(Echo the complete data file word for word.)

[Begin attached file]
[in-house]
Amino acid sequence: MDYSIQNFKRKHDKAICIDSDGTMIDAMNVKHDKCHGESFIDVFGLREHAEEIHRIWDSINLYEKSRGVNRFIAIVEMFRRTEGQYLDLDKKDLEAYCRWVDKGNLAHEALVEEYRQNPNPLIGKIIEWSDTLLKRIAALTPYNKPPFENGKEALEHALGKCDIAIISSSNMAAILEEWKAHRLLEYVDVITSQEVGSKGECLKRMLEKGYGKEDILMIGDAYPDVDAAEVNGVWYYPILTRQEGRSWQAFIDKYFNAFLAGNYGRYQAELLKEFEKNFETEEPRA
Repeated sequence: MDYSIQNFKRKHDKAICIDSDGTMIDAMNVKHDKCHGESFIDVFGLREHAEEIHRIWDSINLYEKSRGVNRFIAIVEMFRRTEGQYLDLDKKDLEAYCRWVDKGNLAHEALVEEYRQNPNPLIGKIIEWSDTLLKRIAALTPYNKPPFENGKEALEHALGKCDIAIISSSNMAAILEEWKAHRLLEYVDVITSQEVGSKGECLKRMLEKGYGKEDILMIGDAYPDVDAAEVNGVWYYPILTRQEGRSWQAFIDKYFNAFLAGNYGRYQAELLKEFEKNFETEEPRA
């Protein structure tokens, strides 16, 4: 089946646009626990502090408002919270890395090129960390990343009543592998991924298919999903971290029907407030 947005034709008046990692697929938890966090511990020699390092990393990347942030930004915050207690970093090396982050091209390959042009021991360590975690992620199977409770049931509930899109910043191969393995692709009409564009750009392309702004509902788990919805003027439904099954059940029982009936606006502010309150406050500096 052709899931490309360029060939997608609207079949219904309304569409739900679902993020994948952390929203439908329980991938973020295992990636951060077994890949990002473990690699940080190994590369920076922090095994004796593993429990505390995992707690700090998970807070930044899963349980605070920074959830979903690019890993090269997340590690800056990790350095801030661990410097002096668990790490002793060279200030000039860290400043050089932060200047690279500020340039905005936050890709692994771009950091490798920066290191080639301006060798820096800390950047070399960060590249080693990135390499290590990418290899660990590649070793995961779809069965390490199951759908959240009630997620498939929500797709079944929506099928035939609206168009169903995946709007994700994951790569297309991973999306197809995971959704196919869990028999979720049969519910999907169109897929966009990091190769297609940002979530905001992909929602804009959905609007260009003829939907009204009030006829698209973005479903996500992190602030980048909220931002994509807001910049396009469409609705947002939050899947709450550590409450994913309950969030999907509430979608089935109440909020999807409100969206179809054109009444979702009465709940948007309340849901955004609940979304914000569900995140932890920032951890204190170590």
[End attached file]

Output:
[in-house]
Amino acid sequence: MDYSIQNFKRKHDKAICIDSDGTMIDAMNVKHDKCHGESFIDVFGLREHAEEIHRIWDSINLYEKSRGVNRFIAIVEMFRRTEGQYLDLDKKDLEAYCRWVDKGNLAHEALVEEYRQNPNPLIGKIIEWSDTLLKRIAALTPYNKPPFENGKEALEHALGKCDIAIISSSNMAAILEEWKAHRLLEYVDVITSQEVGSKGECLKRMLEKGYGKEDILMIGDAYPDVDAAEVNGVWYYPILTRQEGRSWQAFIDKYFNAFLAGNYGRYQAELLKEFEKNFETEEPRA
Repeated sequence: MDYSIQNFKRKHDKAICIDSDGTMIDAMNVKHDKCHGESFIDVFGLREHAEEIHRIWDSINLYEKSRGVNRFIAIVEMFRRTEGQYLDLDKKDLEAYCRWVDKGNLAHEALVEEYRQNPNPLIGKIIEWSDTLLKRIAALTPYNKPPFENGKEALEHALGKCDIAIISSSNMAAILEEWKAHRLLEYVDVITSQEVGSKGECLKRMLEKGYGKEDILMIGDAYPDVDAAEVNGVWYYPILTRQEGRSWQAFIDKYFNAFLAGNYGRYQAELLKEFEKNFETEEPRA
């Protein structure tokens, strides 16, 4: 089946646009626990502090408002919270890395090129960390990343009543592998991924298919999903971290029907407030 947005034709008046990692697929938890966090511990020699390092990393990347942030930004915050207690970093090396982050091209390959042009021991360590975690992620199977409770049931509930899109910043191969393995692709009409564009750009392309702004509902788990919805003027439904099954059940029982009936606006502010309150406050500096 052709899931490309360029060939997608609207079949219904309304569409739900679902993020994948952390929203439908329980991938973020295992990636951060077994890949990002473990690699940080190994590369920076922090095994004796593993429990505390995992707690700090998970807070930044899963349980605070920074959830979903690019890993090269997340590690800056990790350095801030661990410097002096668990790490002793060279200030000039860290400043050089932060200047690279500020340039905005936050890709692994771009950091490798920066290191080639301006060798820096800390950047070399960060590249080693990135390499290590990418290899660990590649070793995961779809069965390490199951759908959240009630997620498939929500797709079944929506099928035939609206168009169903995946709007994700994951790569297309991973999306197809995971959704196919869990028999979720049969519910999907169109897929966009990091190769297609940002979530905001992909929602804009959905609007260009003829939907009204009030006829698209973005479903996500992190602030980048909220931002994509807001910049396009469409609705947002939050899947709450550590409450994913309950969030999907509430979608089935109440909020999807409100969206179809054109009444979702009465709940948007309340849901955004609940979304914000569900995140932890920032951890204190170590």